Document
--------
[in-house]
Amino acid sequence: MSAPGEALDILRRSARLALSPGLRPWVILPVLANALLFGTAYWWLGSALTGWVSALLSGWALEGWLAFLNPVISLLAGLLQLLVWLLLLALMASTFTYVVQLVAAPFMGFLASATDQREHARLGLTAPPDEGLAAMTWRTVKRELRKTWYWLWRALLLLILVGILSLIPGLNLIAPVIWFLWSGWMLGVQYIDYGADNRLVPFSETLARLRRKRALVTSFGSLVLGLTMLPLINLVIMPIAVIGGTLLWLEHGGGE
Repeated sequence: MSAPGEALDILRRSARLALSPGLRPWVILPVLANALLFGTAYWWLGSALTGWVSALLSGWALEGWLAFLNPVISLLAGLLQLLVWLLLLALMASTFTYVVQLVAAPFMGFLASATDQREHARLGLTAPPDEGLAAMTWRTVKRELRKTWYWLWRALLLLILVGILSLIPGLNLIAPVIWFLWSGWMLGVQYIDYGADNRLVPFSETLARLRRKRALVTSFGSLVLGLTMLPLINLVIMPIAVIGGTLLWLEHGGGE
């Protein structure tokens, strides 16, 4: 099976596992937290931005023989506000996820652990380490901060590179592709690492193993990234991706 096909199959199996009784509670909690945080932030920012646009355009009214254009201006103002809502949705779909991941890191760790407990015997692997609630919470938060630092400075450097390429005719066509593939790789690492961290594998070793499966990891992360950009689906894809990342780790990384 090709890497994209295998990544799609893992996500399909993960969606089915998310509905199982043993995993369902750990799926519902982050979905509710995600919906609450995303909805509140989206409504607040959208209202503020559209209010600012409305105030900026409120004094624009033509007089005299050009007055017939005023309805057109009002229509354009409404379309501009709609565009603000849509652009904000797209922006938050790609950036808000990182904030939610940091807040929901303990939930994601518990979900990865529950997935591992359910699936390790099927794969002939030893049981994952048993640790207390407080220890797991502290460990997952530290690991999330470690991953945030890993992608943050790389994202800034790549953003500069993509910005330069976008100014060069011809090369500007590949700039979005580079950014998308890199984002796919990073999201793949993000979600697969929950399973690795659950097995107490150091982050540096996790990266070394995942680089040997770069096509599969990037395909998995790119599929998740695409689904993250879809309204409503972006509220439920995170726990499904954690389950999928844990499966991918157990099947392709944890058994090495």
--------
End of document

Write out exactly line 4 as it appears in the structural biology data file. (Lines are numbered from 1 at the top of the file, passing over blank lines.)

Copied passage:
């Protein structure tokens, strides 16, 4: 099976596992937290931005023989506000996820652990380490901060590179592709690492193993990234991706 096909199959199996009784509670909690945080932030920012646009355009009214254009201006103002809502949705779909991941890191760790407990015997692997609630919470938060630092400075450097390429005719066509593939790789690492961290594998070793499966990891992360950009689906894809990342780790990384 090709890497994209295998990544799609893992996500399909993960969606089915998310509905199982043993995993369902750990799926519902982050979905509710995600919906609450995303909805509140989206409504607040959208209202503020559209209010600012409305105030900026409120004094624009033509007089005299050009007055017939005023309805057109009002229509354009409404379309501009709609565009603000849509652009904000797209922006938050790609950036808000990182904030939610940091807040929901303990939930994601518990979900990865529950997935591992359910699936390790099927794969002939030893049981994952048993640790207390407080220890797991502290460990997952530290690991999330470690991953945030890993992608943050790389994202800034790549953003500069993509910005330069976008100014060069011809090369500007590949700039979005580079950014998308890199984002796919990073999201793949993000979600697969929950399973690795659950097995107490150091982050540096996790990266070394995942680089040997770069096509599969990037395909998995790119599929998740695409689904993250879809309204409503972006509220439920995170726990499904954690389950999928844990499966991918157990099947392709944890058994090495």